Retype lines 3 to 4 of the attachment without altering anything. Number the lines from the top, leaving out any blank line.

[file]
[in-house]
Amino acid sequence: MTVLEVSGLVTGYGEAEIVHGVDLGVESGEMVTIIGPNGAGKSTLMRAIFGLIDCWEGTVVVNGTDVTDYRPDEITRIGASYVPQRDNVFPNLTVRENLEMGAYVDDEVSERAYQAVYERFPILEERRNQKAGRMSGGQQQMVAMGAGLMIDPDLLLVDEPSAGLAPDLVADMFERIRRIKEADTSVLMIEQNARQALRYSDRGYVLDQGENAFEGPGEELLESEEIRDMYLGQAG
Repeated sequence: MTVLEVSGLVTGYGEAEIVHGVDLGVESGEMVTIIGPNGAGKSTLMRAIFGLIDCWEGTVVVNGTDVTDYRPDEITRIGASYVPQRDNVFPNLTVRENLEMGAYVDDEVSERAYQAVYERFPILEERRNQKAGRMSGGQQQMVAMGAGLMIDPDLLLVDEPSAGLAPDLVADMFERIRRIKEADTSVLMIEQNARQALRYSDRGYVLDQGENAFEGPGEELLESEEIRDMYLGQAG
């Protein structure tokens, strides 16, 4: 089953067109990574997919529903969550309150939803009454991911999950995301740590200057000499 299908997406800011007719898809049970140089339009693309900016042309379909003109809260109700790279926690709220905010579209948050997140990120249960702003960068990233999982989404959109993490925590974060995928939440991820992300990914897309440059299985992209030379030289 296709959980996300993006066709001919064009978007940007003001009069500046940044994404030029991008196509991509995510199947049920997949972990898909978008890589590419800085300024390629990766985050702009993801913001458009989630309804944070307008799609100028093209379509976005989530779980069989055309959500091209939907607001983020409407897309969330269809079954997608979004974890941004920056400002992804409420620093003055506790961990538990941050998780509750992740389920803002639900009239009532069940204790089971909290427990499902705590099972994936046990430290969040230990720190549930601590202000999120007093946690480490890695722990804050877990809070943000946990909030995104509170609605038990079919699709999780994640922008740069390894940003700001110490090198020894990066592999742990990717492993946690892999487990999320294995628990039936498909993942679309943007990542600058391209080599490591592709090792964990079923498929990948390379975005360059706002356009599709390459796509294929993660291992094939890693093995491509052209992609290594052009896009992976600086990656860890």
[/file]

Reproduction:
Repeated sequence: MTVLEVSGLVTGYGEAEIVHGVDLGVESGEMVTIIGPNGAGKSTLMRAIFGLIDCWEGTVVVNGTDVTDYRPDEITRIGASYVPQRDNVFPNLTVRENLEMGAYVDDEVSERAYQAVYERFPILEERRNQKAGRMSGGQQQMVAMGAGLMIDPDLLLVDEPSAGLAPDLVADMFERIRRIKEADTSVLMIEQNARQALRYSDRGYVLDQGENAFEGPGEELLESEEIRDMYLGQAG
């Protein structure tokens, strides 16, 4: 089953067109990574997919529903969550309150939803009454991911999950995301740590200057000499 299908997406800011007719898809049970140089339009693309900016042309379909003109809260109700790279926690709220905010579209948050997140990120249960702003960068990233999982989404959109993490925590974060995928939440991820992300990914897309440059299985992209030379030289 296709959980996300993006066709001919064009978007940007003001009069500046940044994404030029991008196509991509995510199947049920997949972990898909978008890589590419800085300024390629990766985050702009993801913001458009989630309804944070307008799609100028093209379509976005989530779980069989055309959500091209939907607001983020409407897309969330269809079954997608979004974890941004920056400002992804409420620093003055506790961990538990941050998780509750992740389920803002639900009239009532069940204790089971909290427990499902705590099972994936046990430290969040230990720190549930601590202000999120007093946690480490890695722990804050877990809070943000946990909030995104509170609605038990079919699709999780994640922008740069390894940003700001110490090198020894990066592999742990990717492993946690892999487990999320294995628990039936498909993942679309943007990542600058391209080599490591592709090792964990079923498929990948390379975005360059706002356009599709390459796509294929993660291992094939890693093995491509052209992609290594052009896009992976600086990656860890």